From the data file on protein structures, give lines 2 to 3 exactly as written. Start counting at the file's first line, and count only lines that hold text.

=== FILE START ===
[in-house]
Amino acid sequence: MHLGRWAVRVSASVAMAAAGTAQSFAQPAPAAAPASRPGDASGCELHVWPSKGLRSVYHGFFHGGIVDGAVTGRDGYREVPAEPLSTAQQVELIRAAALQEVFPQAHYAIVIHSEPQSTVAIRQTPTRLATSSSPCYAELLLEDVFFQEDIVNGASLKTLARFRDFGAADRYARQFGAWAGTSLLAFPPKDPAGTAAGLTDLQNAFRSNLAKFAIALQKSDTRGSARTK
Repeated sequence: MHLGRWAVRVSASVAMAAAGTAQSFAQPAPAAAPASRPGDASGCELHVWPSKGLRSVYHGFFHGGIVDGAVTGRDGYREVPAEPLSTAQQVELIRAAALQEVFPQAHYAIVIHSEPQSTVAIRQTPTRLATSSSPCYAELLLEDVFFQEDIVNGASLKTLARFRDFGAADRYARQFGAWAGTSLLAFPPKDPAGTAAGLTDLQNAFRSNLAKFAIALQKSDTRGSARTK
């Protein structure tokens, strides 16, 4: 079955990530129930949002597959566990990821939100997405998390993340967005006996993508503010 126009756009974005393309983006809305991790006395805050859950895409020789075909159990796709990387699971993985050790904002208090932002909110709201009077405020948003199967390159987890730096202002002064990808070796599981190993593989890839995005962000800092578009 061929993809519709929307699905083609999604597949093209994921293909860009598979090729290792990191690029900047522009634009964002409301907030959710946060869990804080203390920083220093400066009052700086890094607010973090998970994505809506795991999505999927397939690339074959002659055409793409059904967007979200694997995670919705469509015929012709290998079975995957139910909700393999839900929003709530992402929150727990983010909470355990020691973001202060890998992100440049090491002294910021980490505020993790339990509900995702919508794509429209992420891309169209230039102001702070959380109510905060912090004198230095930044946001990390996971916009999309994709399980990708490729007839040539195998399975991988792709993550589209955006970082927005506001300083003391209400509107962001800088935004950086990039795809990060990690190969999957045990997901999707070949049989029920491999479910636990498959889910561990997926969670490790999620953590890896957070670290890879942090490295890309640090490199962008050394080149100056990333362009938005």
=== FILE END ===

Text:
Amino acid sequence: MHLGRWAVRVSASVAMAAAGTAQSFAQPAPAAAPASRPGDASGCELHVWPSKGLRSVYHGFFHGGIVDGAVTGRDGYREVPAEPLSTAQQVELIRAAALQEVFPQAHYAIVIHSEPQSTVAIRQTPTRLATSSSPCYAELLLEDVFFQEDIVNGASLKTLARFRDFGAADRYARQFGAWAGTSLLAFPPKDPAGTAAGLTDLQNAFRSNLAKFAIALQKSDTRGSARTK
Repeated sequence: MHLGRWAVRVSASVAMAAAGTAQSFAQPAPAAAPASRPGDASGCELHVWPSKGLRSVYHGFFHGGIVDGAVTGRDGYREVPAEPLSTAQQVELIRAAALQEVFPQAHYAIVIHSEPQSTVAIRQTPTRLATSSSPCYAELLLEDVFFQEDIVNGASLKTLARFRDFGAADRYARQFGAWAGTSLLAFPPKDPAGTAAGLTDLQNAFRSNLAKFAIALQKSDTRGSARTK